So I'm giving a lesson the other day to a freshman music ed major...
...can you believe I'm teaching college level saxophone lessons? My mind is still reeling from that.
As we only have a few lessons left this summer, my student and I were discussing ideas for how to approach improvements over the summer. This gave me the opportunity to express a series of ideas which had been bouncing around in my head for some time. I like the ideas so much I'll share them with you now.
First- Let's be real:
Yes, you can take small breaks during the summer. It's healthy and even productive to give your brain and body a rest. That does NOT mean leave your instrument in the case all summer. If you are someone who thinks this is a good idea, I question your desire to be a music major. So yes, SMALL breaks. Go to the beach, go camping, do something to relax and give batteries some recharging. Then, get ready to hit it.
This is the part where you either have to take a cold look in the mirror or have your teacher help you. Where are areas where you need work? What are fundamentals which need some extra attention? Assess and then plan-
The Week-long Attack Plan
Ok, let's rewind to winter break. I was back home and my mom was sick....REALLY sick. As such, I didn't really leave home much during the break. During this time, I tried something new with scales. I went slow on just my major scales and worked them over and over (see my blog entry about Mozart's Magic Beans). I practiced them until I could get each, slowly (50-60 BPM on 16th notes) ten times in a row perfectly. I did this for a week straight. Do you know what happened? Without going over 60 beats per minute, I added 20 beats per minute to my top tempo on major full range scales. Let that sink in....
I ADDED 20BPM TO MY SCALES IN A WEEK NEVER GOING OVER 60 BPM!!!
Ok, so here's the plan.
Each week you're going to go through fundamentals: Long tones, scales, voicing, your normal practice routine. THEN:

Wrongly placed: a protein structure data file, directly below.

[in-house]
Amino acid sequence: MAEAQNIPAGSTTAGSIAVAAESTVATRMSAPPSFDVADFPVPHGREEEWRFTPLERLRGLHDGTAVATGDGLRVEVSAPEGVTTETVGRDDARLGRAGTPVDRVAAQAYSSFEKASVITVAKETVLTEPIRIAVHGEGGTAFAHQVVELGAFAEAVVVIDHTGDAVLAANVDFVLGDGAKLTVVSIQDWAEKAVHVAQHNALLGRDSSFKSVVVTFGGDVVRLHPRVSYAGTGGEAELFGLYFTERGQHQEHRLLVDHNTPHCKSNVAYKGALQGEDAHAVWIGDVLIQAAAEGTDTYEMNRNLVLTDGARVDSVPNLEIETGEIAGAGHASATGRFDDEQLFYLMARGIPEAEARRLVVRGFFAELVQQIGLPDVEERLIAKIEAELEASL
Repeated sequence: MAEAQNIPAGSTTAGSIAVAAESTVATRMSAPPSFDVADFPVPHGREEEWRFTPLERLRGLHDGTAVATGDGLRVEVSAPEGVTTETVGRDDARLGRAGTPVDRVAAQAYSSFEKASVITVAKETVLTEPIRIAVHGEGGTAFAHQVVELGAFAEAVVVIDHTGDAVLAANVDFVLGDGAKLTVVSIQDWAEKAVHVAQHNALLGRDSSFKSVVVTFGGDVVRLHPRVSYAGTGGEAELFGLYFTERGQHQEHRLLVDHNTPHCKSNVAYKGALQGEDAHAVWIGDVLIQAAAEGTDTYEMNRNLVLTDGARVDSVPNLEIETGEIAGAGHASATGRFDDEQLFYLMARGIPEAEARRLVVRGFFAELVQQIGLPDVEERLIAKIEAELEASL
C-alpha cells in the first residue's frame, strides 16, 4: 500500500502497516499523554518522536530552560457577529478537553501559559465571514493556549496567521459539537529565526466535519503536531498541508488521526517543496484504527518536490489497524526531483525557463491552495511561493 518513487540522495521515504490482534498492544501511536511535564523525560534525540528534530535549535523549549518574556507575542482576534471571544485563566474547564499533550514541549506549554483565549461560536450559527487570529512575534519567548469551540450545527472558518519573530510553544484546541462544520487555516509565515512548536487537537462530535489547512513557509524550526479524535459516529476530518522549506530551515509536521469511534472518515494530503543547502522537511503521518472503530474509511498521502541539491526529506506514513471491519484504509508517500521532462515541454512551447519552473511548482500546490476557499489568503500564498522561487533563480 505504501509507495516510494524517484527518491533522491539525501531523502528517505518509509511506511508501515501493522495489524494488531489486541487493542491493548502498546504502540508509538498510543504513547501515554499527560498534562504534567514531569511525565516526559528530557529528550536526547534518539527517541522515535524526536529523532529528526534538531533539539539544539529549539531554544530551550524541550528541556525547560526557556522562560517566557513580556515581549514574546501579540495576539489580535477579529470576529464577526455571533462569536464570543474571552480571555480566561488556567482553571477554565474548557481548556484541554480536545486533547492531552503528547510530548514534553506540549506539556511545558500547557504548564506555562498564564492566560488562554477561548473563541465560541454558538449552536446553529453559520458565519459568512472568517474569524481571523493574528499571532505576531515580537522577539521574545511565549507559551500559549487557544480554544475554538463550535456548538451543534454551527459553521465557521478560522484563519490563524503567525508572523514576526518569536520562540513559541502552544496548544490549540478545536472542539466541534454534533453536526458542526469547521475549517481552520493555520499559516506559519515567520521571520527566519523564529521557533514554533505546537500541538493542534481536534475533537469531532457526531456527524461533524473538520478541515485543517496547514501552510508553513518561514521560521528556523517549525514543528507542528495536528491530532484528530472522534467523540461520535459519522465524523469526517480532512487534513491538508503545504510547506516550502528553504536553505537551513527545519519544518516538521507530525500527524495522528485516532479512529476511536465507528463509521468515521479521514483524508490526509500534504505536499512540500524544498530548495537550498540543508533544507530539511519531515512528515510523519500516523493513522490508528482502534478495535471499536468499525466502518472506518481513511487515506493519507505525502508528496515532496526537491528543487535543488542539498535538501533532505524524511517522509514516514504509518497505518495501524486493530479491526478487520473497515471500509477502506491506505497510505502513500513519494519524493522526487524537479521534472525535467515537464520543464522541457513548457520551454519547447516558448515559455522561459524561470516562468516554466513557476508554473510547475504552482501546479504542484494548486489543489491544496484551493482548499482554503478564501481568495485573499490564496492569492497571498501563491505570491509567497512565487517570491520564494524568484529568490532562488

You pick a concentration for that week: Scale Variations, Articulation, Arpeggios, iiVIs for the jazz guys (I think everyone should try them), what ever facet of your playing you feel could use work. Then, you spend a week slowly working the snot out of it. IT'S JUST A WEEK.
As my professor, Mark McArthur, told me about scales:
"Practice them like you never want to have to practice them again!"
When you ......let's pretend you decided to focus on scales in 3rds....
Treat them the first day like you've never seen them before. Set the metronome slow, almost painfully slow, and try to really LEARN them. INTERNALIZE the movement from the first pass through.
You aren't learning scales. You aren't learning articulation. You are learning your INSTRUMENT. Treat the whole process like this. After a week, pick a new focus. I guarantee, after a week, your skills will improve...seriously.
A final thought: Something else you can do during the summer is work on your level of physical fitness. Playing a musical instrument is a physical activity. Getting in better shape does make playing an instrument (particularly a wind instrument) easier. Improving your levels of strength and flexibility lowers the likelihood of an overuse injury and allows you to play for longer periods without discomfort.
Get to it.
Have a great summer.
Get it done!